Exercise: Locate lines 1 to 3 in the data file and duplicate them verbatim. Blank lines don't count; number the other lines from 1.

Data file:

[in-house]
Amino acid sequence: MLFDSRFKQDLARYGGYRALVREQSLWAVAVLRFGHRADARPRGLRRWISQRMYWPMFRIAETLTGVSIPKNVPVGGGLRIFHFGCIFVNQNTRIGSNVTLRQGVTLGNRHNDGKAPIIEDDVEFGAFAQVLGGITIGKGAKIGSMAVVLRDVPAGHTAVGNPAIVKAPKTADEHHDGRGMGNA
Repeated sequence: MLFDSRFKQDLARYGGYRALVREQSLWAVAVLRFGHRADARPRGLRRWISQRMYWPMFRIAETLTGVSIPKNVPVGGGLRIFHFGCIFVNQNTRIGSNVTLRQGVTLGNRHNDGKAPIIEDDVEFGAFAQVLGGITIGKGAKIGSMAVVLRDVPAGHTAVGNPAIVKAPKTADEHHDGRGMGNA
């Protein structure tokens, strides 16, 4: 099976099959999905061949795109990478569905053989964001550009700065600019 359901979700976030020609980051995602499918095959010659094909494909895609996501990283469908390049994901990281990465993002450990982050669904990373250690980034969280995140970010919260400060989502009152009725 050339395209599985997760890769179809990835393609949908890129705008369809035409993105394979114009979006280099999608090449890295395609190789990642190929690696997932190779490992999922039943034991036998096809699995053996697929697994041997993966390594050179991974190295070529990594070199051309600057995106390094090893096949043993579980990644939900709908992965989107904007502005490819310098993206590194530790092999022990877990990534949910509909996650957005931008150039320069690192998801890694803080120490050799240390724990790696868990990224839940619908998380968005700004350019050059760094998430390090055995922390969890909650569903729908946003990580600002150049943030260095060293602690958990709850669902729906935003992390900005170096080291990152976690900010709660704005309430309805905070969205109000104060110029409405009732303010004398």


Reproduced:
[in-house]
Amino acid sequence: MLFDSRFKQDLARYGGYRALVREQSLWAVAVLRFGHRADARPRGLRRWISQRMYWPMFRIAETLTGVSIPKNVPVGGGLRIFHFGCIFVNQNTRIGSNVTLRQGVTLGNRHNDGKAPIIEDDVEFGAFAQVLGGITIGKGAKIGSMAVVLRDVPAGHTAVGNPAIVKAPKTADEHHDGRGMGNA
Repeated sequence: MLFDSRFKQDLARYGGYRALVREQSLWAVAVLRFGHRADARPRGLRRWISQRMYWPMFRIAETLTGVSIPKNVPVGGGLRIFHFGCIFVNQNTRIGSNVTLRQGVTLGNRHNDGKAPIIEDDVEFGAFAQVLGGITIGKGAKIGSMAVVLRDVPAGHTAVGNPAIVKAPKTADEHHDGRGMGNA